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Text: The editorial voice of the Mountain Lion Foundation.


What's wrong with trophy hunting

The MLF Blog In Our Opinion has traditionally been the voice of the Foundation and written solely by our staff. However, we felt the need to make an exception for Michael Sutton's editorial on trophy hunting because we agree with his thoughts and couldn't have said it any better if we tried.

This editorial piece was originally published by the San Francisco Chronicle on Thursday, July 30.

The killing of Cecil — Zimbabwe's most famous lion — by an American dentist sparked outrage and reignited the debate over trophy hunting. Closer to home, in 2012, Fish and Game Commission President Dan Richards killed a mountain lion in Idaho and openly bragged about it. What Richards did — shooting a treed cougar after it was run down by hounds — was perfectly legal (though it would not have been in California). So what's wrong with killing animals like African lions, cougars, wolves and bighorn sheep for trophies?

For the record, although I'm an avid hunter and fisherman, I'm not a trophy hunter. I mostly practice catch-and-release fly-fishing for trout on wild rivers. And my hunts are limited to game birds like pheasants and quail. I'm proud of America's outdoor sporting tradition and I'd like to see that legacy preserved.

But the vast majority of people in California and around the country aren't hunters and don't sanction the killing of animals for sport. If a ban on all sport hunting were put to California voters on the ballot today, it well could prevail.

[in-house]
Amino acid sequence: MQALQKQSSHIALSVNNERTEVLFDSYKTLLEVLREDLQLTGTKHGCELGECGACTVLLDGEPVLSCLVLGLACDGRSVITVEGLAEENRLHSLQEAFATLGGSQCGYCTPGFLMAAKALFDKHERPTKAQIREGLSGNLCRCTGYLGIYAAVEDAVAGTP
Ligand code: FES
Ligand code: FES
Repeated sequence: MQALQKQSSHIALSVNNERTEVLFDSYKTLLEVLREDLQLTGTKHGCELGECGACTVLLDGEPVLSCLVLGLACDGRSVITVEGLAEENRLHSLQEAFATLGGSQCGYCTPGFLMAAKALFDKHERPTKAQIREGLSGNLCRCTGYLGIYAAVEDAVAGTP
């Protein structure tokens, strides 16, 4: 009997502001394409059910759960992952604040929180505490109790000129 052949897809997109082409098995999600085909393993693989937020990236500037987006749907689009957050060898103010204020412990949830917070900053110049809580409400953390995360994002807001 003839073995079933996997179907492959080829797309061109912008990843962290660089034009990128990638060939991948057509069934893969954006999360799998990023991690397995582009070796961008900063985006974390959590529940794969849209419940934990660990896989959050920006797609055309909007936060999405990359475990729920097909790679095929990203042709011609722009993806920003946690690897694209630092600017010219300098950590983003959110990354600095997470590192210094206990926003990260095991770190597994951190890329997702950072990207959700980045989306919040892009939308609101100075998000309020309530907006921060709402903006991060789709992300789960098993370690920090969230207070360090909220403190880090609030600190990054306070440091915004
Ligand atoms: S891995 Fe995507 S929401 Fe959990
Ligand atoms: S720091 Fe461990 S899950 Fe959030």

In fact, hunting license sales have declined for decades and license revenue no longer pays the bills for wildlife management in America. Accordingly, the duties of wildlife managers have evolved beyond merely promoting hunting and fishing. Today, they must represent all of us and serve as stewards of our wildlife.

Proponents of trophy hunting argue that high-dollar auctions of big-game hunting permits generate much-needed revenue for wildlife management, especially in developing countries. But in my experience killing trophy animals turns the public against all hunting. It brings out the worst in sportsmen and encourages illegal and unethical activity. It's difficult to see how killing for ego rather than food can be justified as part of modern sportsmanship.

As a federal wildlife agent, I've seen the dark side of trophy hunting in North America. Once I arrested an Idaho man for smuggling an endangered jaguar from Mexico, where he had illegally shot the big cat. I've seen trophy hunters hire helicopters to track down prize bighorn sheep. I hauled in a Rocky Mountain hunting guide who got his clients drunk and instructed them to "shoot anything that moves," especially trophy moose and elk. And I once helped catch wealthy Texans who smuggled Tibetan argali, a rare mountain sheep, into the United States from China under the guise of scientific collecting permits. While such incidents involve only a small minority of hunters, they sully the reputation of us all.

The killing of trophy animals sours the public perception of hunting and helps bring about the demise of outdoor sports in America. It's time to recognize that trophy hunting no longer has a place in true sportsmanship, and put this outdated practice behind us.

Michael Sutton is former president of the California Fish and Game Commission and served as a special agent with the U.S. Fish and Wildlife Service.



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